b. Online Competitive Disadvantage
The lack of an online presence will only make it harder to discover new customer segments. Furthermore, the longer one prolongs this, the more likely competitors will gain an edge by solidifying their presence online which makes it difficult for small businesses to compete as they have to put in double work.
c. No Protection Against Physical Crises & Disruptions
As seen in 2020, not going online makes it difficult to run a business amidst disruptions and physical restrictions. Without a website, companies wouldn’t be able to operate normally, as they’d face difficulty with sales generation and customer communications straining various aspects of their business, especially in operations and financials.Thus, getting a website means preparing for the threats and opportunities to stay competitive in an increasingly digital globe.
5. "My products are good enough. I don’t need a website to display or market them."
As mentioned, the world is growing increasingly reliant on the internet, which indicates that businesses with an online presence will only stand to benefit as the ‘digital population’ grows.
Yogood is one of Malaysia’s leading FMCG brands who has distributed their products to major retailers across the country. In other words, it's already a pretty big deal. But they understand that having highly-marketable products in physical stores alone is not enough. They created a website to expand their reach to consumers all across the globe, which not only helps market the brand and its products, but also helps to get their hands in the global share of the health and wellness industry.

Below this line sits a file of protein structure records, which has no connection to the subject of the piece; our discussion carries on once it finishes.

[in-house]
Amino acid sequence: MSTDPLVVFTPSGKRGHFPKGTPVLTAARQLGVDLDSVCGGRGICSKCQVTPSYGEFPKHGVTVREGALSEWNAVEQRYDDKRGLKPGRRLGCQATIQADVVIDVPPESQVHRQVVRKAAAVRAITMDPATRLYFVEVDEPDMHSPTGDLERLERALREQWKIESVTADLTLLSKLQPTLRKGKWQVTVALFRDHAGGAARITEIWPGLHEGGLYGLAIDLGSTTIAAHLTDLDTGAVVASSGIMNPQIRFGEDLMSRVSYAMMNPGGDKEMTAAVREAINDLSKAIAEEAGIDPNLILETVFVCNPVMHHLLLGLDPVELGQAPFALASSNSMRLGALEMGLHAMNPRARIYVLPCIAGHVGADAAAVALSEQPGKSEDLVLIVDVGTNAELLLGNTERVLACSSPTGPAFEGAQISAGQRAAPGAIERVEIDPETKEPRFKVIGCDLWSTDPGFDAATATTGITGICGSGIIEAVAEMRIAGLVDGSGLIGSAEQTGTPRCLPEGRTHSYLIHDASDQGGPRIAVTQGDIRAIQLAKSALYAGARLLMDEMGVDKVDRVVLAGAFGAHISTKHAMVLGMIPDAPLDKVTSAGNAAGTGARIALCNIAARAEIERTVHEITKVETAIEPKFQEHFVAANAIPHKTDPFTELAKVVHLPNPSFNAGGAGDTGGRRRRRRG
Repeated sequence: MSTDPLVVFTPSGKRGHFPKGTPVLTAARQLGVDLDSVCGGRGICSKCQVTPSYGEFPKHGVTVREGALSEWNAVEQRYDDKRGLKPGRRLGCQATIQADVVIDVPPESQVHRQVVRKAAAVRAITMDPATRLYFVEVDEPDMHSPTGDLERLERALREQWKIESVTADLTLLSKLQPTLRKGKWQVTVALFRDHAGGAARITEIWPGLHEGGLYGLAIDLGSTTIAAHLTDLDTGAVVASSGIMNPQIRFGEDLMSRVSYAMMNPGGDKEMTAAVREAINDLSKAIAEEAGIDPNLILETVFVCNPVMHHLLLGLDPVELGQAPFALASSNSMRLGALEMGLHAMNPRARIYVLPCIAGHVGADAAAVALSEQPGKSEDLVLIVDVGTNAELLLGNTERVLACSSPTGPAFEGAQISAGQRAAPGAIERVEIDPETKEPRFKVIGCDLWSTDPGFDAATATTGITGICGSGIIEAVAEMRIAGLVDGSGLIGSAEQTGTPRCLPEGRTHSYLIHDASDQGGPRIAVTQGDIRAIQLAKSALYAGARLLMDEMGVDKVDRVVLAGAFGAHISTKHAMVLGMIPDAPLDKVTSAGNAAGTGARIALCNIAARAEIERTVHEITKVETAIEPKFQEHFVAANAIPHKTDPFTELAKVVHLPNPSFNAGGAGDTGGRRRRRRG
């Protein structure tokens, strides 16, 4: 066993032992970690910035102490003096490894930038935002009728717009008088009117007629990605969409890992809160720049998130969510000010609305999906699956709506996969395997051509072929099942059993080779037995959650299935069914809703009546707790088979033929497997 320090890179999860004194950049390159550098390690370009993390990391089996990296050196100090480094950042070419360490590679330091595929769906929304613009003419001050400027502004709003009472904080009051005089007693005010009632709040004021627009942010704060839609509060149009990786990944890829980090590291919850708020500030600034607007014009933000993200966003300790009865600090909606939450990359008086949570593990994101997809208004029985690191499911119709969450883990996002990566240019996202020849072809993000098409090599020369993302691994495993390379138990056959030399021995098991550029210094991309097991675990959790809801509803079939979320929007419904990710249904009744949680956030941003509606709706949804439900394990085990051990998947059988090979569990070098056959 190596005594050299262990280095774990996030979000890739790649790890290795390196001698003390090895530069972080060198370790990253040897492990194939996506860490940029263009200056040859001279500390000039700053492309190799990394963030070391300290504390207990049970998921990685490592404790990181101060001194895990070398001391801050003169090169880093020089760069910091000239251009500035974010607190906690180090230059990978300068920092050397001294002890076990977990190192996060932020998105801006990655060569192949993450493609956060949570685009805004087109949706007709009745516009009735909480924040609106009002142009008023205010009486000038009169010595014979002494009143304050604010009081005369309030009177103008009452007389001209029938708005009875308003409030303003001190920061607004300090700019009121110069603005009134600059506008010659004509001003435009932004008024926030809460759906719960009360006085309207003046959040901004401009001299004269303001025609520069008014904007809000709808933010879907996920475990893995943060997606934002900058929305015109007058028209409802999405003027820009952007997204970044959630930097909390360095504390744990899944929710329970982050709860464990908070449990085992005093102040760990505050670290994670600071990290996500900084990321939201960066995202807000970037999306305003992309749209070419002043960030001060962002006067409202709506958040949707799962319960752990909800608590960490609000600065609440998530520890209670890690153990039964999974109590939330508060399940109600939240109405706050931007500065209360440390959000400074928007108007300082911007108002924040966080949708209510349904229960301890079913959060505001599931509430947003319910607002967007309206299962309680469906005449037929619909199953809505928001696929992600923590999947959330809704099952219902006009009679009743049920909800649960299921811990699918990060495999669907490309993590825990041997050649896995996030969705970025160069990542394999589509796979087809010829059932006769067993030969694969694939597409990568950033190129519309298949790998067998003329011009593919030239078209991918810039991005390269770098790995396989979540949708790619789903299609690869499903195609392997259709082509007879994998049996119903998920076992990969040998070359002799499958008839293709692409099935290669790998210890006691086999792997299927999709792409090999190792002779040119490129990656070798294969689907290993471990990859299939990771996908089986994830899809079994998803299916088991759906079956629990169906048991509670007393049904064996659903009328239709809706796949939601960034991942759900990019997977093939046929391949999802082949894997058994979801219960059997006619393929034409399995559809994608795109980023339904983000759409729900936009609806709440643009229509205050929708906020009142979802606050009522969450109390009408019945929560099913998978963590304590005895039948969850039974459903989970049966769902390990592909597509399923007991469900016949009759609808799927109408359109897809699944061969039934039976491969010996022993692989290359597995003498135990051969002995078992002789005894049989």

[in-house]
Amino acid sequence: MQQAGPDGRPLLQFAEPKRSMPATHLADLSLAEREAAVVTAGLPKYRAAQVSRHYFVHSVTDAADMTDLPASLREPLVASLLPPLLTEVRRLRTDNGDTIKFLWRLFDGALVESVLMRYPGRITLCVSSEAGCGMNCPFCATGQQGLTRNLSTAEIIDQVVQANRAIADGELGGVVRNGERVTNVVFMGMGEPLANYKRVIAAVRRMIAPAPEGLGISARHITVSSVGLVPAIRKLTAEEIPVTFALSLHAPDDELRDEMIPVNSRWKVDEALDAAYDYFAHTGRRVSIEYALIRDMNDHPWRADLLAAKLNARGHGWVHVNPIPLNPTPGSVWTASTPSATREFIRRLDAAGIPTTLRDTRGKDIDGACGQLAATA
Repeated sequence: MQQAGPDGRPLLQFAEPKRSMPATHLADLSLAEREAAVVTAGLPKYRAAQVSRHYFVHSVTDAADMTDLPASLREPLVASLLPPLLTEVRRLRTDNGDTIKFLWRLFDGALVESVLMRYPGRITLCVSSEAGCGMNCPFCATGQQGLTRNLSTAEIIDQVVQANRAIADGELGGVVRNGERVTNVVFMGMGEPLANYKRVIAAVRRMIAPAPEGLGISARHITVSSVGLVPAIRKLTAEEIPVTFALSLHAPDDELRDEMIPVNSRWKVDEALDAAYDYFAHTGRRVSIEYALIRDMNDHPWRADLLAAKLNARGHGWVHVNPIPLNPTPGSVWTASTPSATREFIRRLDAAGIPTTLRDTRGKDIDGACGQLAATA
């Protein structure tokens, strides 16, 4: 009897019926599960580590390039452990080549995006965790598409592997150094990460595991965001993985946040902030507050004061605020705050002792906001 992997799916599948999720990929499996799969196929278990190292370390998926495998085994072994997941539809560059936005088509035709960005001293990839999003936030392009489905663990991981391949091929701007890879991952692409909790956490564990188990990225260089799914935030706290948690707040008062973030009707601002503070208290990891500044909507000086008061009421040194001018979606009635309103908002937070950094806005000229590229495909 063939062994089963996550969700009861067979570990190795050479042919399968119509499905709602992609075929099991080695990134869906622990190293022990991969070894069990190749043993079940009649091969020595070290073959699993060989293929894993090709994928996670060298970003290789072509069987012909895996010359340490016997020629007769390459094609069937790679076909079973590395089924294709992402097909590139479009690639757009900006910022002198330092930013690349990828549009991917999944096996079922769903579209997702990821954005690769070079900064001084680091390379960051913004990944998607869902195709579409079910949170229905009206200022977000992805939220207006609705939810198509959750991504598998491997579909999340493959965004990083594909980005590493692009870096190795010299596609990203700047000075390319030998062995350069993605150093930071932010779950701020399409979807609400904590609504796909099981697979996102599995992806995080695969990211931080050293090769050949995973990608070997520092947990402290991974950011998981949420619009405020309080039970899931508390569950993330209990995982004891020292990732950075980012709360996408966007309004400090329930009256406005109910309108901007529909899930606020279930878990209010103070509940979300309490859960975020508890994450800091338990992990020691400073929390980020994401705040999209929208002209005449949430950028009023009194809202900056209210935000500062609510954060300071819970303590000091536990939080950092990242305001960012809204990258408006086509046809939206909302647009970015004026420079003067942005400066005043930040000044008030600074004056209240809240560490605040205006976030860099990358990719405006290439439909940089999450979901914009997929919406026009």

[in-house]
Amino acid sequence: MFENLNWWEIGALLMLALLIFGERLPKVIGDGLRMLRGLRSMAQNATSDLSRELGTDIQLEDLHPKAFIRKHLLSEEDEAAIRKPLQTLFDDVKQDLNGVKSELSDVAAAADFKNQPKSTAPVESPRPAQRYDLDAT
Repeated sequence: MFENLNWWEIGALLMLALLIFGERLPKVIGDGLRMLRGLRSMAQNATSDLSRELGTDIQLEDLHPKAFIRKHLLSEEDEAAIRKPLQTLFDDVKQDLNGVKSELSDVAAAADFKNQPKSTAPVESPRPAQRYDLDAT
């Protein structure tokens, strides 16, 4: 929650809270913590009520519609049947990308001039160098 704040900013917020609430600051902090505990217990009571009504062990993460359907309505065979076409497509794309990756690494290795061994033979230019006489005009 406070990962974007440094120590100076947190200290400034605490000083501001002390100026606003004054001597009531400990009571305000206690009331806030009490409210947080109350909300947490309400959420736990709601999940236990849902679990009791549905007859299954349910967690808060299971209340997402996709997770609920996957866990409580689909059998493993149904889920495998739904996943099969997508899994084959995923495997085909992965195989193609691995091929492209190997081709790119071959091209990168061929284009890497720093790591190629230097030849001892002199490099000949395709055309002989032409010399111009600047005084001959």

Put simply, a website is built to become a powerful asset for the company to help them scale, grow, and thrive upon its existing business.
6. "I already have enough business. I don’t need a website."
Just like the previous point, getting a website helps businesses further improve on its already thriving endeavours. Even if companies “don’t need any more customers”, one can argue that a website can be built for other purposes as well, such as:
a. Brand Awareness
Being online keeps the company on customers’ minds whenever they consider buying products and services related to their business.
b. Community Building
Maintaining constant contact with customers, interested prospects or even people outside the business’s usual audience segment fosters strong brand loyalty.
c. Digital Readiness
Ensuring the company’s online operations remain functional to maintain internal and external communications amidst physical disruptions (i.e. lockdowns).
d. Revenue Expansion
Creating additional sources of generating revenue (i.e. restaurants with delivery and pick-up options).
7. "There are too many things to worry about. It’s just not worth my time."
Running a business is not easy, especially when there’s a long list of things contending for priority. But if the company constantly delays the building of a website, it’s likely that they’ll push this idea further and further behind and never actually experience the benefits mentioned.
If you’re worried about spending lots of time on the technical side of managing the website after its built, you could always get someone from a web design agency to help with running and managing it on a regular basis. That way, your company can focus more on what truly matters and less on the technical side that requires expertise to operate.
If you want a bite sized version of info to take away from this article, it would be that a website can help businesses in:
- Customer Acquisition
- Sales & Lead Generation
- Brand Building
- Business Growth
- Ability to Compete with Industry Giants
- Protection Against Physical Disruptions